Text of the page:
Contest Winner & Tough Love
First: The winner of our 100th post contest is...
I will email you a list of book lots you can choose from including full-size hard bounds, big names and even some writing craft!
Now...Onto the post: Tough Love
I'm a proponent of slogging my way through the hard times. When the mountain ahead makes my shoulders sag in anticipated defeat, I typically put my head down, look at my feet and just keep putting one foot in front of the other.
Unfortunately for my CPs, I also bitch, grumble and moan the whole way.
This last month or two has been really tough...unusually tough. I attribute it to a few coinciding factors, some of which I can control, most of which I can't. But I've noticed I've slipped off out of my regular routine. Stepped off the path, so to speak.
I've found myself seeking out antidotes, remedies and/or inspiration as cure. Maybe to distract me from each painful step, maybe to procrastinate, most certainly to avoid what I know I've got to do if I want to reach my goal.
This struggle reminds me of trying to lose weight--desperately wanting to shed those extra pounds, yet even more desperately avoiding the work and sacrifice it takes to see results.
I recently read this article, which affected me like a splash of water in the face. Here is just one paragraph:
It's easy to fall into the trap of stroking our creative egos with spiritual and other ritualistic activities, but these don't guarantee productive work. Most writing problems, actually, don't originate in a lack of inspiration but in some fear related to the act of creating. While creative blocks have simple quick fixes, the solution to achieving stronger and more focused writing skills lies in a concentration on how to bridge the chasm between the will to write and the act itself.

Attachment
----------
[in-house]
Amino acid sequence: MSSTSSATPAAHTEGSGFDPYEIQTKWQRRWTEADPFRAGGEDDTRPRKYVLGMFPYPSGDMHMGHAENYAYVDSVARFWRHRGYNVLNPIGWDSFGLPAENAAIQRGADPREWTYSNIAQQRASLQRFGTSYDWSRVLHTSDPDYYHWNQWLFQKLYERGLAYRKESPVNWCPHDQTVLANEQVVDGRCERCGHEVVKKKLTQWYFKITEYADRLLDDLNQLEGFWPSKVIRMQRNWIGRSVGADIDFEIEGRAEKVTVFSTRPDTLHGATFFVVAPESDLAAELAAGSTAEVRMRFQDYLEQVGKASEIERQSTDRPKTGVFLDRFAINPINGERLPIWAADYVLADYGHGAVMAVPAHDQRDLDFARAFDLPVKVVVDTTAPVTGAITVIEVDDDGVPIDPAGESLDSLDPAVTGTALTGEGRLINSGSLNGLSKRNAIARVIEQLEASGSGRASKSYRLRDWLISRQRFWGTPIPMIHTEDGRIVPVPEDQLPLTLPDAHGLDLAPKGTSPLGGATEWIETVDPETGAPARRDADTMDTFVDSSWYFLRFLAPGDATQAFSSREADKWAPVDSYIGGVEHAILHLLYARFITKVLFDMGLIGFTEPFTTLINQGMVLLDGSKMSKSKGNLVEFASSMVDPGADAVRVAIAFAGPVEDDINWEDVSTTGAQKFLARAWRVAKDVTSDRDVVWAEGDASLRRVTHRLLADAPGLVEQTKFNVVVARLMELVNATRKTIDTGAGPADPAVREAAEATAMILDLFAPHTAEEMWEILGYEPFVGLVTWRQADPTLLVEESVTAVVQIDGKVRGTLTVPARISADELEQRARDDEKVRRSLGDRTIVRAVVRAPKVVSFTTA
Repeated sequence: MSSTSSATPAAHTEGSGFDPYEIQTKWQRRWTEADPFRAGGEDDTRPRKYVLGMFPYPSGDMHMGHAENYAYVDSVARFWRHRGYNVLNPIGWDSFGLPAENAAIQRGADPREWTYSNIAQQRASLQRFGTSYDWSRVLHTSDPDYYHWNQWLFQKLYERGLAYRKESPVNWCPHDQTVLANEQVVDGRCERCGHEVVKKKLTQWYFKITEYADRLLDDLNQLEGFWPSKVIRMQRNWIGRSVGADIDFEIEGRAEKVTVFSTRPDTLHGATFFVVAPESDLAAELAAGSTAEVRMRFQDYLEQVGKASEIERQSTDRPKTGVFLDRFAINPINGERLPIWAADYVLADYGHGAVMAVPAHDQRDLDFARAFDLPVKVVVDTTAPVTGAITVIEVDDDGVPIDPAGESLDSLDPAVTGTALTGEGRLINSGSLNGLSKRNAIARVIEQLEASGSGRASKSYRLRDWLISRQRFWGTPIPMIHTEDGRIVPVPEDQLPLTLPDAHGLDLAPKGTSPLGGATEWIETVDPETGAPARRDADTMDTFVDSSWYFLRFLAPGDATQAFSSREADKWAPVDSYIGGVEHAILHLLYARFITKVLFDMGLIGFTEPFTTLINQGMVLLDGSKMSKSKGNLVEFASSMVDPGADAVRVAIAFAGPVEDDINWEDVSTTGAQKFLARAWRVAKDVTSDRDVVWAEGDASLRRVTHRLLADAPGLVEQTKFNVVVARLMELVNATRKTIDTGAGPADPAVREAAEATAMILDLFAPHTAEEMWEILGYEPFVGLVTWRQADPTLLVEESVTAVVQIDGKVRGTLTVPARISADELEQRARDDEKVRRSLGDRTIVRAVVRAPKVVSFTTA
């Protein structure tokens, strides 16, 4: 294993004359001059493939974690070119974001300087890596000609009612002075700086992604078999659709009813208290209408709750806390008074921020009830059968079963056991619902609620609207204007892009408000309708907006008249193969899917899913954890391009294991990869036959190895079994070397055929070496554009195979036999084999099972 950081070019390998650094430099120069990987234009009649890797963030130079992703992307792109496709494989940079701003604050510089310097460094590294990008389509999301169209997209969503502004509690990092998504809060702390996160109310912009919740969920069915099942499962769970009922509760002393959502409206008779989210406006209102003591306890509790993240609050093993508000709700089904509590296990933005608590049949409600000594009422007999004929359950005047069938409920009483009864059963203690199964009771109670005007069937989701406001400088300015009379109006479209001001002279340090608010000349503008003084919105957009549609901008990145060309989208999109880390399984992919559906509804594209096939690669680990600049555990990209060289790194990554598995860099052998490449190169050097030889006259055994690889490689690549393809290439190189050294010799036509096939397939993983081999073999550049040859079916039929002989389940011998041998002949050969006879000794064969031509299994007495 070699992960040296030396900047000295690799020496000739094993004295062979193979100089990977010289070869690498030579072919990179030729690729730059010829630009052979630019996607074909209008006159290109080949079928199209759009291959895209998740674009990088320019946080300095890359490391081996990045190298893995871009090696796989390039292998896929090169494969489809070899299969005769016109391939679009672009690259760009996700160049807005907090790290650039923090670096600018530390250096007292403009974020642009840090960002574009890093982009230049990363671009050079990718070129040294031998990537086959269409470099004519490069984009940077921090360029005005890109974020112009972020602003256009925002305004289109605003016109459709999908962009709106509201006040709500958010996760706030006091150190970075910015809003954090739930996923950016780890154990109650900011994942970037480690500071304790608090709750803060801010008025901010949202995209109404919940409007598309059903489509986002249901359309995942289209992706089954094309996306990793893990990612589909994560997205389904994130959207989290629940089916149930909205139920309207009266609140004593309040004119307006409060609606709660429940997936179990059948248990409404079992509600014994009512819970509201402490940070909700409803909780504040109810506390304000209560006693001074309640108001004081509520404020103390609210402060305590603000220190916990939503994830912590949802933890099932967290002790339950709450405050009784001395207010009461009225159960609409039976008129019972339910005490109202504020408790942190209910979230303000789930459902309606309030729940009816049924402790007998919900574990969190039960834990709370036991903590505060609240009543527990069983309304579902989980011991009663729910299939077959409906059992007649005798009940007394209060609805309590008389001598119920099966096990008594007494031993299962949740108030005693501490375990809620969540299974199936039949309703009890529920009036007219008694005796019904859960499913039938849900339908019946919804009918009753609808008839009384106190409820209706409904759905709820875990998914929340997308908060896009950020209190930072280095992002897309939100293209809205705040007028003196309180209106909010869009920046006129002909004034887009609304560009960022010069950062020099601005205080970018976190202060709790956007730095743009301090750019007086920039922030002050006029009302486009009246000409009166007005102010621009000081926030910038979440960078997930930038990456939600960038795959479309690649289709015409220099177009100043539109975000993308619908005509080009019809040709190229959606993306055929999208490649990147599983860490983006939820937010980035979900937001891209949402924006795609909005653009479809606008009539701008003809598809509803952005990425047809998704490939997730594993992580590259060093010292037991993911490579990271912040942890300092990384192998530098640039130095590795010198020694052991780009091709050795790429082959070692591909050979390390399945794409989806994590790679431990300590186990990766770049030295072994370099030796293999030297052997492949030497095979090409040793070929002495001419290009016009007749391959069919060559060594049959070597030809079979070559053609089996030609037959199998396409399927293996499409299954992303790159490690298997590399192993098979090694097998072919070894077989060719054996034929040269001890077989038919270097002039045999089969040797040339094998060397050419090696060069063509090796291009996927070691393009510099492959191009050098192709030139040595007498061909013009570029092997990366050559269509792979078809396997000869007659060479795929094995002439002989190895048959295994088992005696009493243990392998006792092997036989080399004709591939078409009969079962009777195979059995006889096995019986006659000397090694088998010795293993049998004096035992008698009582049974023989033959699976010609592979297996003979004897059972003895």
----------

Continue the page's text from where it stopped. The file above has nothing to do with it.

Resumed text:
A little like tough love, don't you think? Like taking the shadowy concepts of inspiration, muse and creativity and turning them on their head.
No elusive muse to blame? No lack of inspiration to cover up the minimal progression of work? Good Lord, no creativity drain to point a finger at?
That would mean...would mean... I'd have to be responsible for my own slump.
A piece of me will always believe in the whim of a creative pop and that spark of inspiration that flares as the result of an obscure conversation, although I do have to admit that I've never quite managed to wrap my mind around the idea of a muse.
But the very cold, very hard fact is that the most important element in good writing, in refining the craft, in taking that next step toward bettering your author-self, is within our reach twenty-four-hours of the day, seven days a week. We only have to choose to use it.
Here’s the link to the whole article...a very worthwhile read!
Constructing Creative Identity: Four Steps to Strengthening Your Writing Muscles